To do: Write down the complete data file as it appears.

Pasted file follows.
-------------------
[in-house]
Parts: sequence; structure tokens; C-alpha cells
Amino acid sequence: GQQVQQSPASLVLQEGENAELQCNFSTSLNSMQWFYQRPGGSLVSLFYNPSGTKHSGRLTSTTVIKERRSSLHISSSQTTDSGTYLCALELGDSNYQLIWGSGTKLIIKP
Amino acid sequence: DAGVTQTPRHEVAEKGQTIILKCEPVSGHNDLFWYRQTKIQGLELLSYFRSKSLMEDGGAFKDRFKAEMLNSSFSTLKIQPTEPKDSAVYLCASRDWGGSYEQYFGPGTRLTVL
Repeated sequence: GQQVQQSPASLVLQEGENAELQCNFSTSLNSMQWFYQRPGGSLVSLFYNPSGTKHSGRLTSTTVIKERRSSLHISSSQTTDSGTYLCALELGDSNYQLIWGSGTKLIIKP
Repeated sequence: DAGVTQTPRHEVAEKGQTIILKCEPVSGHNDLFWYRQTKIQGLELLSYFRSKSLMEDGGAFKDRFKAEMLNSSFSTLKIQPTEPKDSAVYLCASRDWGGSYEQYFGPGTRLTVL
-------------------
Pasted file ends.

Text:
[in-house]
Parts: sequence; structure tokens; C-alpha cells
Amino acid sequence: GQQVQQSPASLVLQEGENAELQCNFSTSLNSMQWFYQRPGGSLVSLFYNPSGTKHSGRLTSTTVIKERRSSLHISSSQTTDSGTYLCALELGDSNYQLIWGSGTKLIIKP
Amino acid sequence: DAGVTQTPRHEVAEKGQTIILKCEPVSGHNDLFWYRQTKIQGLELLSYFRSKSLMEDGGAFKDRFKAEMLNSSFSTLKIQPTEPKDSAVYLCASRDWGGSYEQYFGPGTRLTVL
Repeated sequence: GQQVQQSPASLVLQEGENAELQCNFSTSLNSMQWFYQRPGGSLVSLFYNPSGTKHSGRLTSTTVIKERRSSLHISSSQTTDSGTYLCALELGDSNYQLIWGSGTKLIIKP
Repeated sequence: DAGVTQTPRHEVAEKGQTIILKCEPVSGHNDLFWYRQTKIQGLELLSYFRSKSLMEDGGAFKDRFKAEMLNSSFSTLKIQPTEPKDSAVYLCASRDWGGSYEQYFGPGTRLTVL